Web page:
International demand for fine Australian wine grew strongly in 2018, with an increase in wine exports of 10 per cent in value to $2.82 billion free on board (FOB) and 5 per cent in volume to 850 million litres (94 million 9-litre case equivalents) in the year ended 31 December 2018.
‘These figures demonstrate strong international demand and they highlight how Australian wine exporters have worked diligently to develop and maintain international markets’, said Andreas Clark, CEO Wine Australia.
‘This demand translated into growth in almost all price segments’, he said. (See Figure 1)
Bottled wine shipments increased by 7 per cent in value to $2.24 billion and decreased in volume by 3 per cent to 361 million litres (equivalent to 40 million 9-litre cases). This saw the average value of bottled wine grow by 10 per cent to a record $6.20 per litre FOB.
Unpackaged wine also experienced outstanding growth, reaching record levels in value (up 27 per cent to $560 million) and volume (up 12 per cent to 480 million litres or 53 million 9-litre case equivalents). The average value of unpackaged wine continued to grow, increasing by 14 per cent to $1.17 per litre.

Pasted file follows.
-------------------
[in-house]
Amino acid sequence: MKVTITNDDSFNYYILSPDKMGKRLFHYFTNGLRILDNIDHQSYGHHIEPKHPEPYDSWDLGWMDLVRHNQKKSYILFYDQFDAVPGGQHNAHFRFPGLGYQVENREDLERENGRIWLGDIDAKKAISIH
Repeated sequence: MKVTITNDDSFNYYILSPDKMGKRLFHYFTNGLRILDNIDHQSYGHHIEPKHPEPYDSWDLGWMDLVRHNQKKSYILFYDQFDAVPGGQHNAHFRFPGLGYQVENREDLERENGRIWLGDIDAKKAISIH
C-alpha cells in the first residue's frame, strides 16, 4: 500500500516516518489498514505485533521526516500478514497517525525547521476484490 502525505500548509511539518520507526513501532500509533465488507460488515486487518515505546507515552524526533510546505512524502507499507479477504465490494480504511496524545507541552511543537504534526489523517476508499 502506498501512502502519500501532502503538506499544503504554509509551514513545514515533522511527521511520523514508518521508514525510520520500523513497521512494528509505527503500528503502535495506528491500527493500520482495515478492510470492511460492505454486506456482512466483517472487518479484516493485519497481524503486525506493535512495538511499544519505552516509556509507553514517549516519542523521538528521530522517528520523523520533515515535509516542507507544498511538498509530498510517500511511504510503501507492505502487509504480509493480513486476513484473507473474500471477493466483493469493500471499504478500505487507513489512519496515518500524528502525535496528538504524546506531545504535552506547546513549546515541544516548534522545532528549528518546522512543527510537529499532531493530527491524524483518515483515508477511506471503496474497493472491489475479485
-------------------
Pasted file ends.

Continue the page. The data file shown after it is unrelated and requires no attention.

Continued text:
Figure 1: Exports by price segment (million AUD FOB)
Another record was the value of exports above $10 per litre, which grew by 22 per cent to $895 million. The value of exports above $10 per litre FOB now surpasses the value of exports in the $2.50–4.99 per litre segment, which is historically the largest segment of exports (see Figure 2).
Figure 2: Value of exports by price segment over time (million AUD FOB)
Red wine continues to be the most popular wine style exported from Australia, and value increased by 12 per cent to $2.14 billion in the year ended December 2018. The value of white wine exports also grew – by 10 per cent to $607 million.
There was growth in Australian exports to nearly every region of the world in 2018. Pleasingly, exports to North America are starting to level out after being in decline for more than 12 months.
The value of exports to:
- Northeast Asia grew by 19 per cent to $1.23 billion
- North America declined by 0.1 per cent to $636 million
- Europe grew by 7 per cent to $615 million
- Southeast Asia grew by 3 per cent to $171 million
- Oceania grew by 12 per cent to $105 million, and
- the Middle East grew by 36 per cent to $33 million.